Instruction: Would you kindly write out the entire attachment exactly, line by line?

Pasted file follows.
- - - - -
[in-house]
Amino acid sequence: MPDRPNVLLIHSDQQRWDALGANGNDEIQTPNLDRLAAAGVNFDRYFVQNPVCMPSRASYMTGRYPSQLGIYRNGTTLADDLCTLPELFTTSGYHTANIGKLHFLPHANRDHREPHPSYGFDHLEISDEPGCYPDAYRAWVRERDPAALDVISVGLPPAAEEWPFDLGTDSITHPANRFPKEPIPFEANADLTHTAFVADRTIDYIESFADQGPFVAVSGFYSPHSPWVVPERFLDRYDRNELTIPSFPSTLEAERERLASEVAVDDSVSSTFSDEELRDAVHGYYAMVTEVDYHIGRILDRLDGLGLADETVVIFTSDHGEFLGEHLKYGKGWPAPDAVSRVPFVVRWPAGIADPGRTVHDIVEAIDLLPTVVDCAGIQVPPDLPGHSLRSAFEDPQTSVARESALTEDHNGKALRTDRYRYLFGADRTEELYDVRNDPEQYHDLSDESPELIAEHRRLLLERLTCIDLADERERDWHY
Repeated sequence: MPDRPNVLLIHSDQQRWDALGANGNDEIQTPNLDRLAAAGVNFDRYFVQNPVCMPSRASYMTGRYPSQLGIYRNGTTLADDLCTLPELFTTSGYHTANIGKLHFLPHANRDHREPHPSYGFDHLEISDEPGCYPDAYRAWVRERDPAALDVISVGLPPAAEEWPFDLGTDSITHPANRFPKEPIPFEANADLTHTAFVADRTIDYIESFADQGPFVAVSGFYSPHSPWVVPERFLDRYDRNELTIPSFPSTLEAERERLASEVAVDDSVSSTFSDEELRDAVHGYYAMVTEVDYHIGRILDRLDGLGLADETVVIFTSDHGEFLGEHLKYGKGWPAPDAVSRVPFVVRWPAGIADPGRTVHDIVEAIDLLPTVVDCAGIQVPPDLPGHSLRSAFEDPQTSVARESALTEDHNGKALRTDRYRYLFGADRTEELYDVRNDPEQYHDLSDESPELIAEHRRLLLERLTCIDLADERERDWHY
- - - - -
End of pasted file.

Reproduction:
[in-house]
Amino acid sequence: MPDRPNVLLIHSDQQRWDALGANGNDEIQTPNLDRLAAAGVNFDRYFVQNPVCMPSRASYMTGRYPSQLGIYRNGTTLADDLCTLPELFTTSGYHTANIGKLHFLPHANRDHREPHPSYGFDHLEISDEPGCYPDAYRAWVRERDPAALDVISVGLPPAAEEWPFDLGTDSITHPANRFPKEPIPFEANADLTHTAFVADRTIDYIESFADQGPFVAVSGFYSPHSPWVVPERFLDRYDRNELTIPSFPSTLEAERERLASEVAVDDSVSSTFSDEELRDAVHGYYAMVTEVDYHIGRILDRLDGLGLADETVVIFTSDHGEFLGEHLKYGKGWPAPDAVSRVPFVVRWPAGIADPGRTVHDIVEAIDLLPTVVDCAGIQVPPDLPGHSLRSAFEDPQTSVARESALTEDHNGKALRTDRYRYLFGADRTEELYDVRNDPEQYHDLSDESPELIAEHRRLLLERLTCIDLADERERDWHY
Repeated sequence: MPDRPNVLLIHSDQQRWDALGANGNDEIQTPNLDRLAAAGVNFDRYFVQNPVCMPSRASYMTGRYPSQLGIYRNGTTLADDLCTLPELFTTSGYHTANIGKLHFLPHANRDHREPHPSYGFDHLEISDEPGCYPDAYRAWVRERDPAALDVISVGLPPAAEEWPFDLGTDSITHPANRFPKEPIPFEANADLTHTAFVADRTIDYIESFADQGPFVAVSGFYSPHSPWVVPERFLDRYDRNELTIPSFPSTLEAERERLASEVAVDDSVSSTFSDEELRDAVHGYYAMVTEVDYHIGRILDRLDGLGLADETVVIFTSDHGEFLGEHLKYGKGWPAPDAVSRVPFVVRWPAGIADPGRTVHDIVEAIDLLPTVVDCAGIQVPPDLPGHSLRSAFEDPQTSVARESALTEDHNGKALRTDRYRYLFGADRTEELYDVRNDPEQYHDLSDESPELIAEHRRLLLERLTCIDLADERERDWHY